In the midst of the recent controversy surrounding the now infamous Beecroft report, Business Secretary Vince Cable has presented the Enterprise and Regulatory Reform Bill to Parliament.
The Bill aims to introduce legislation that will, amongst other things, apparently improve the Employment Tribunal system by encouraging parties to settle their disputes before initiating an Employment Tribunal claim. The Bill also aims to make the determination of less complex disputes quicker and cheaper for employers and employees alike, through a new “Rapid Resolution” scheme. Subject to the will of Parliament, these objectives will be achieved by:
• introducing a mandatory period of Acas conciliation before Tribunal proceedings can be initiated;
• extending the limitation periods within which claims can be brought, so that pre-issue Acas conciliation can take place;
• affording the Secretary of State the power to cap unfair dismissal compensatory awards to a maximum between the national median earnings and three times the national median earnings or, in the alternative, to limit awards to one year’s earnings;
• allowing Employment Tribunals to impose a penalty on employers of 50% of any financial award where there are aggravating features; and
• permitting Employment Appeal Tribunal cases to be heard by one Judge alone, unless ordered otherwise.
The Bill also provides for the renaming of “compromise agreements” (to become “settlement agreements”), and the limitation of the definition of “qualifying disclosure” in the context of whistleblowing legislation so that disclosures are not protected unless believed to be made in the public interest. At a guess, this could rule out an employee seeking protection as a “whistleblower” if her only protected disclosure has been to say her employer is in breach of its legal obligations to her.
Following recent heated exchanges during Prime Minister’s Questions (during which Labour leader Ed Miliband condemned Prime Minister David Cameron’s alleged backing of the Beecroft report’s proposal for “no-fault dismissal”), the Coalition Government will no doubt hope that the Bill will quieten the criticism it has faced in recent weeks following accusations of “doctored” reports, perceived in-fighting and controversial proposals in respect of employment law reform.
An LLP equity partner can be a worker and have protection in a whistleblowing situation, held the Employment Appeal Tribunal (EAT) in the case of Bates van Winkelhof v. Clyde & Co LLP and Morris.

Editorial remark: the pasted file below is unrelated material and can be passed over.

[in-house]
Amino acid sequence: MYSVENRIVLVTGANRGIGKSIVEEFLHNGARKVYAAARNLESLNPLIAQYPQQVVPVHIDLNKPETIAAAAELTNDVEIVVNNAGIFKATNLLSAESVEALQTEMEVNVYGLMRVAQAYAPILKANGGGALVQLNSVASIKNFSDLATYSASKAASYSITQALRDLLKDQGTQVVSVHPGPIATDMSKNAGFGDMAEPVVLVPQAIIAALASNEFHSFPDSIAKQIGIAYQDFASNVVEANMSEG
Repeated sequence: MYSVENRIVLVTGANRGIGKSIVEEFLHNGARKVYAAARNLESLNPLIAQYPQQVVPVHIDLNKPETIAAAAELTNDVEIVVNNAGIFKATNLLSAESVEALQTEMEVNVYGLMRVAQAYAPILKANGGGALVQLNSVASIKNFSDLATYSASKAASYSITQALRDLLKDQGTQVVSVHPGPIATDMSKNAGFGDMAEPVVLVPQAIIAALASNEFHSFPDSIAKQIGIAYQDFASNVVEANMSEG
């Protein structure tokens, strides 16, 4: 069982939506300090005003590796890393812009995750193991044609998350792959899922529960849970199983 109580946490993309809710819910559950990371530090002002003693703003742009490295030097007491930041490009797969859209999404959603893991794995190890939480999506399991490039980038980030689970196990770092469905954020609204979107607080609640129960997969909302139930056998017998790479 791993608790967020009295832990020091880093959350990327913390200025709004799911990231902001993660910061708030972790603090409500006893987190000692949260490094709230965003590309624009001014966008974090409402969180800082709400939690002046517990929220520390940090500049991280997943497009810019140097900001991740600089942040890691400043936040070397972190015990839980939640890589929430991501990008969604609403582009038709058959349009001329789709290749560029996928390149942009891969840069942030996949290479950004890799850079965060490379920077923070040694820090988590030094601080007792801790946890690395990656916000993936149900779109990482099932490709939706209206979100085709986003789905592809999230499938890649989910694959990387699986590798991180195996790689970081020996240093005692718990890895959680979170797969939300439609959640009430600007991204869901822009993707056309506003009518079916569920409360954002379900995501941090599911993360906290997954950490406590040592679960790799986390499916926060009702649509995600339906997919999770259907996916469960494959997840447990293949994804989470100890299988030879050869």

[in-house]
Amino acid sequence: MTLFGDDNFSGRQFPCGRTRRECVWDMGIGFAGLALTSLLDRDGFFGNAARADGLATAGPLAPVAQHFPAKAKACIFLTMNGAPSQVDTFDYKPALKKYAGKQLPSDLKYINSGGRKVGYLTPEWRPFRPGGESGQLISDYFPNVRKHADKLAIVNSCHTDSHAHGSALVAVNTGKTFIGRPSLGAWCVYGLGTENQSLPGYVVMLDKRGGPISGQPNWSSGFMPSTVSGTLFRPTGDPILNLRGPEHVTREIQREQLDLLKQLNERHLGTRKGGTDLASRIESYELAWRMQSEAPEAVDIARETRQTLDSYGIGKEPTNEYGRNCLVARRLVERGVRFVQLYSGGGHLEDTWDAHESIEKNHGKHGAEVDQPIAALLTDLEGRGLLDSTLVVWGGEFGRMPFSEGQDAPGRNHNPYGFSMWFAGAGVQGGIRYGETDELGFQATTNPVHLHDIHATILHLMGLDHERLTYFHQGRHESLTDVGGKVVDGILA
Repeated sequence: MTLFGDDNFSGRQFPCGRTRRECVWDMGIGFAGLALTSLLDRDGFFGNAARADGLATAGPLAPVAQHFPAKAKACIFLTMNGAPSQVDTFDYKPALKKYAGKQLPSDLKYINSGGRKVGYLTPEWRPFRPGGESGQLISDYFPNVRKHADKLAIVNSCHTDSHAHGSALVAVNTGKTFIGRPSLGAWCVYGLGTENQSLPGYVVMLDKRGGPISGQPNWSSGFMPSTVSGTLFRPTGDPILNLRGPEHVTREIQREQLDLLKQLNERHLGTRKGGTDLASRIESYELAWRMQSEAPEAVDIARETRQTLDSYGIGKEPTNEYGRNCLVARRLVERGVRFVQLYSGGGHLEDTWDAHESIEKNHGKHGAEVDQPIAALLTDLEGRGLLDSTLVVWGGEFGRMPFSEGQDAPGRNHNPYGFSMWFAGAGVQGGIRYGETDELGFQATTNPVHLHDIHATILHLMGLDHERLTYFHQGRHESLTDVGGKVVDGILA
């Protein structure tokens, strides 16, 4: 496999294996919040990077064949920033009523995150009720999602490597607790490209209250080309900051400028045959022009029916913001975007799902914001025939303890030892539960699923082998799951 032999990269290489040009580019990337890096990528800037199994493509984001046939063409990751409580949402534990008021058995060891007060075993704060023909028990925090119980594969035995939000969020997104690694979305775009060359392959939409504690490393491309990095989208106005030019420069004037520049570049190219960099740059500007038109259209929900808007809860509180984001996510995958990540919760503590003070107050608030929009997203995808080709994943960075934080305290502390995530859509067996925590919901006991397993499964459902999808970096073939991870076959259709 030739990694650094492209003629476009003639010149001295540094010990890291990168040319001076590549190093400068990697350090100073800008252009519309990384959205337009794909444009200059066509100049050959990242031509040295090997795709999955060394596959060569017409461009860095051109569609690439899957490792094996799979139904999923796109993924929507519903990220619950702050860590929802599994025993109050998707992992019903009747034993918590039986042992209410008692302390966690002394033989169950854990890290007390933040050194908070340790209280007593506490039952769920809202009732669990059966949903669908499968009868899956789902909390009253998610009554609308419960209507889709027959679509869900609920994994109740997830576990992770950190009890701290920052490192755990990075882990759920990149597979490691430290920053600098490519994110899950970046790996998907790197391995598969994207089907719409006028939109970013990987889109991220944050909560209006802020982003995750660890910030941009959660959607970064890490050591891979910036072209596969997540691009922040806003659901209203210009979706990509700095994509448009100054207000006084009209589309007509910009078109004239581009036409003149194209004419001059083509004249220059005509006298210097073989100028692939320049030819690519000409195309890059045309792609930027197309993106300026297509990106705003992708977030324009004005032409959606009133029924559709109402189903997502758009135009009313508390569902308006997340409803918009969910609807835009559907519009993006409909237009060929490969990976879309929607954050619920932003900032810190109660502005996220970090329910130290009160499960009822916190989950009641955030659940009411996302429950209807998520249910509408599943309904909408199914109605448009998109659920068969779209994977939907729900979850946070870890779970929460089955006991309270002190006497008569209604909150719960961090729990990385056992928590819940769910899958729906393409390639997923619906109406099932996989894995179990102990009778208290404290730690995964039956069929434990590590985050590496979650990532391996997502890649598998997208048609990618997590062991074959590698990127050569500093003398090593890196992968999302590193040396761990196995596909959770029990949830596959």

The Claimant made a report to Clyde & Co’s money laundering officers that someone with whom she worked under a joint venture arrangement in Tanzania had admitted to her that he paid bribes to secure work and to secure the outcome of cases. This allegation was denied by Clyde & Co, but formed the basis of the Claimant’s whistleblowing claim.
When the Claimant was expelled from the partnership, she alleged that it was a detriment on the grounds she had made protected disclosures. She also alleged that the expulsion amounted to sex discrimination on the basis that a male partner would not have been treated in that way and/or it was pregnancy-related as she had recently informed the firm that she was pregnant. The partnership denied her claims.
Sex discrimination legislation expressly extends to partners, but to bring a whistleblowing claim the Claimant needed to have employee or worker status. She accepted that she was not an employee, but was she a worker?
The EAT said that she was a worker as defined under the Employment Rights Act 1996. Therefore, she could claim protection against suffering a detriment if she had genuinely blown the whistle and was expelled because of it. A Tribunal will now have to consider whether her various claims are well-founded.
Ms Bates van Winkelhof was not a full equity partner. Although she enjoyed a profit-related element in her pay, she was also guaranteed a certain level of remuneration. It is not clear whether a full equity partner would also be classed as a worker. It is also unclear what level of compensation she will receive for her detriment claim.
Partnerships should bear in mind the increased risk of whistleblowing claims from their partners and relevant policies and decisions should take this risk into account. They should also note that worker status is a passport to other protections, such as the right not to suffer unlawful deductions from wages, working time rights and the right to be accompanied at certain meetings.
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